The rampant misuse of claim notes across the industry has me concerned. I wonder whether claims are getting resolved properly. Surely, I have some support among my industry friends, right?
My concern stems from a career-long battle reading so many claim notes and coming away confused and frustrated. I am not sure where the concept of a claim “note” originated but it seems that adjusters have been abusing the claim note function since the start of electronic claim files. And why not? The claim note section is a great place to hide. When you are working on a claim, you probably need a place to escape….from your manager, from the agent, from the insured, from underwriting, etc. Just type something in the notes about what you did and what you are going to do next. Don’t actually make a decision that can be second-guessed. Recommendations require reasoning which would make you a target. Reasoning communicates values and priorities that may reveal a defect. Let’s just keep spending time and energy on open-ended claim notes.
Relevant? Let the reader figure it out.
Logical? Well, I’ll makes sense of it all later when I have a free hour and a 32 ounce Big Gulp by my side.
Demonstrates solid file handling? It’s a note, it’s not my recommendation.
Focused on moving the file toward resolution? Of course, every note has value.
So that we are all on the same page, I am referring to the electronically entered and chronologically time-stamped list of notations and comments regarding various issues and factors involved in handling a property, casualty or work comp claim file. These notes are typically a sentence or a paragraph authored by someone who is attempting to forward the progress of the handling of a claim file. They can also be extremely wordy and massively wasteful as far as space and entry time. Some claim professionals use the trick of “cut and paste” to slap gobs of words into these entries as if to better “document” the file. Claim notes can be a savior. When the right activity is properly documented and used to fend off a regulator or a mistaken customer claiming he was “never advised”, they are worth more than gold. On the other hand, claim notes can be an achilles heel serving as a smoking gun for opposing counsel or a state regulator to use against the insurance company, or TPA adjuster.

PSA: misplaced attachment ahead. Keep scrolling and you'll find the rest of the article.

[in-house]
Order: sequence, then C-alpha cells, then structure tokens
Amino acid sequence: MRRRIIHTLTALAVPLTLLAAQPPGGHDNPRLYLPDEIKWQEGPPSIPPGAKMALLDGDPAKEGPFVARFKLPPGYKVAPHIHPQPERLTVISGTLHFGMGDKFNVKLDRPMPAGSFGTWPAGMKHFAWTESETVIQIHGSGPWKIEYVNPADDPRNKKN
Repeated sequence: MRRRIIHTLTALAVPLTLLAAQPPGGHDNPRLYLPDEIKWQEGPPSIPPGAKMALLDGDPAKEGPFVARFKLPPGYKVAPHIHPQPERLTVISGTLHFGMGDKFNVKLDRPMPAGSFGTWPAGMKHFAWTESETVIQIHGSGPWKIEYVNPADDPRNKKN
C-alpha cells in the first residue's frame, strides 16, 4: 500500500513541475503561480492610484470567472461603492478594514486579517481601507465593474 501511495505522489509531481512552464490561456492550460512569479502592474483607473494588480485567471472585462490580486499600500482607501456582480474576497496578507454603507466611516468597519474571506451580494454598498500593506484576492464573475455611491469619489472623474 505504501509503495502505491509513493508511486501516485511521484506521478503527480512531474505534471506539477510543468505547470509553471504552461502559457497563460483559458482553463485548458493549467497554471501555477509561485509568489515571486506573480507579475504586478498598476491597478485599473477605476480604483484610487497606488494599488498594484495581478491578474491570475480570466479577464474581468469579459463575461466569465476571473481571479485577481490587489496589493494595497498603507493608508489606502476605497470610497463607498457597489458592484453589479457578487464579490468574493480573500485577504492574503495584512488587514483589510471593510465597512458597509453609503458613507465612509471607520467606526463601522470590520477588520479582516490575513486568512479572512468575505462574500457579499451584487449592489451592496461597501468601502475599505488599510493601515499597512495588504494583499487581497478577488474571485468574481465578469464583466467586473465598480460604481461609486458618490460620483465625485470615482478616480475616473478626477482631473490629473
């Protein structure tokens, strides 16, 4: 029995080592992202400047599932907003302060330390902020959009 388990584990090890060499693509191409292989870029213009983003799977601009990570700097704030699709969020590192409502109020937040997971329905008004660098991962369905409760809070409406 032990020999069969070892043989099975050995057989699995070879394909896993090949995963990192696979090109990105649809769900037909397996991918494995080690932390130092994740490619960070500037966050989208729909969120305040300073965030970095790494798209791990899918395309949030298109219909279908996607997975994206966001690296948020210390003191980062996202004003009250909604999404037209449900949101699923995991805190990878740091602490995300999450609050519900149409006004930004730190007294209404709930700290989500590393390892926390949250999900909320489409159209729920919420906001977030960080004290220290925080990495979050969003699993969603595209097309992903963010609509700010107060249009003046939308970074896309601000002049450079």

In my experience, the industry drives people to use claim notes and document so much of their activity that the repetitive loop actually obstructs the very goals it tries to facilitate. Excessive claim notes cost time to enter. Confusing claim notes are simply wasteful not to mention dangerous. Incomplete or non-substantive claim notes make for poor quality of file handling, slow the process and increase the cost of claim handling. I would offer the claims staff some better ways to use the claim note tool. Steer them back to the workflow and three essential areas for investigation and analysis…. Coverage, Liability and Damages. If the note is pertaining to one of those topics, say so right up front. Example: Coverage – Agent called to advise that policy inception date was recorded in error on Dec Page. The first words in a claim note should be written like a news article heading. If the subject relates to customer service, compliance with regulations, or something not directly focused on the substantive essence of the claim, state the subject clearly right up front. Example: Claim administration – File transfer – new adjuster assigned to this matter is John Smith from our bodily injury unit.
Proper use of claim notes have been the subject of dozens of industry presentations because of the double-edged nature of their role in the industry. Some experts hold that poor claim note practice can be so costly as to wipe out the savings of automation. Considering the disproportionate amount of energy spent with no “net productivity” gains, staff retraining in this area is critical. The claim note black hole tends to ratchet up staff counts unnecessarily and can turn your claims department into a law firm as paralyzed files simply ripen into lawsuits. What does your company do to improve the effectiveness of claim notes?
Whatever you think of claim notes generally and the ways that claims people use them, I hope to inspire readers to re-think their optimal use.
Darren Lossia specializes in claims, insurance coverage and risk management. He is a licensed attorney and claims professional specializing in bringing creative claims solutions to clients seeking efficiency improvements. Darren has a law degree from the University of Michigan, a Master’s degree in Management and a Bachelor’s degree in Economics.